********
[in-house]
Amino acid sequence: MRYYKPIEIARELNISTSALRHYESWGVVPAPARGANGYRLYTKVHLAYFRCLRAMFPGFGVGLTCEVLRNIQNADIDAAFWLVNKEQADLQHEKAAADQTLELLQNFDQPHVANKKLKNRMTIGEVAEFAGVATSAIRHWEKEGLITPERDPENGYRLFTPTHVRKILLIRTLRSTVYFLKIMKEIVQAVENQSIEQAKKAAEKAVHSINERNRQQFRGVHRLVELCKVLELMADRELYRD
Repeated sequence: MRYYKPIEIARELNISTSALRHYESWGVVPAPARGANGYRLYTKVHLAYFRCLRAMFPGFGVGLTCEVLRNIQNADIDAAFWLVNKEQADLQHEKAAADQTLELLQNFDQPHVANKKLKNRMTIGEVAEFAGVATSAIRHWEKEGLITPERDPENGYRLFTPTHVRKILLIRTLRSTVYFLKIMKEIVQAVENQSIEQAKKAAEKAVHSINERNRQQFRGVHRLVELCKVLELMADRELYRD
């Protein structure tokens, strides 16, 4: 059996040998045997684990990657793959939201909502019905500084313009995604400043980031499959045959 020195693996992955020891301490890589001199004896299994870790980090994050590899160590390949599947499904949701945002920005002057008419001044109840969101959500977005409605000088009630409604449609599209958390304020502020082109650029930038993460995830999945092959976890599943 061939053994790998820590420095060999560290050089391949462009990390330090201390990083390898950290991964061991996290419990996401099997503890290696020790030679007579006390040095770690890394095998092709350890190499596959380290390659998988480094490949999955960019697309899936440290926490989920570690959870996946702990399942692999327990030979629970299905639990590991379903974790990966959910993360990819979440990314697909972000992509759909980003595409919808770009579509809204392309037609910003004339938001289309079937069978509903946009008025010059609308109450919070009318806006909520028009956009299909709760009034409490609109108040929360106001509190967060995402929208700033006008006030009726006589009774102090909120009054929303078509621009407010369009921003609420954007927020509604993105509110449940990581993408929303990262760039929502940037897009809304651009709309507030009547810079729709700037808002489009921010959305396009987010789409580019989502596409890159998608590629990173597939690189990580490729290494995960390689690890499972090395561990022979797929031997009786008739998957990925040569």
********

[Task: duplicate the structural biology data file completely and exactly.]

[in-house]
Amino acid sequence: MRYYKPIEIARELNISTSALRHYESWGVVPAPARGANGYRLYTKVHLAYFRCLRAMFPGFGVGLTCEVLRNIQNADIDAAFWLVNKEQADLQHEKAAADQTLELLQNFDQPHVANKKLKNRMTIGEVAEFAGVATSAIRHWEKEGLITPERDPENGYRLFTPTHVRKILLIRTLRSTVYFLKIMKEIVQAVENQSIEQAKKAAEKAVHSINERNRQQFRGVHRLVELCKVLELMADRELYRD
Repeated sequence: MRYYKPIEIARELNISTSALRHYESWGVVPAPARGANGYRLYTKVHLAYFRCLRAMFPGFGVGLTCEVLRNIQNADIDAAFWLVNKEQADLQHEKAAADQTLELLQNFDQPHVANKKLKNRMTIGEVAEFAGVATSAIRHWEKEGLITPERDPENGYRLFTPTHVRKILLIRTLRSTVYFLKIMKEIVQAVENQSIEQAKKAAEKAVHSINERNRQQFRGVHRLVELCKVLELMADRELYRD
């Protein structure tokens, strides 16, 4: 059996040998045997684990990657793959939201909502019905500084313009995604400043980031499959045959 020195693996992955020891301490890589001199004896299994870790980090994050590899160590390949599947499904949701945002920005002057008419001044109840969101959500977005409605000088009630409604449609599209958390304020502020082109650029930038993460995830999945092959976890599943 061939053994790998820590420095060999560290050089391949462009990390330090201390990083390898950290991964061991996290419990996401099997503890290696020790030679007579006390040095770690890394095998092709350890190499596959380290390659998988480094490949999955960019697309899936440290926490989920570690959870996946702990399942692999327990030979629970299905639990590991379903974790990966959910993360990819979440990314697909972000992509759909980003595409919808770009579509809204392309037609910003004339938001289309079937069978509903946009008025010059609308109450919070009318806006909520028009956009299909709760009034409490609109108040929360106001509190967060995402929208700033006008006030009726006589009774102090909120009054929303078509621009407010369009921003609420954007927020509604993105509110449940990581993408929303990262760039929502940037897009809304651009709309507030009547810079729709700037808002489009921010959305396009987010789409580019989502596409890159998608590629990173597939690189990580490729290494995960390689690890499972090395561990022979797929031997009786008739998957990925040569």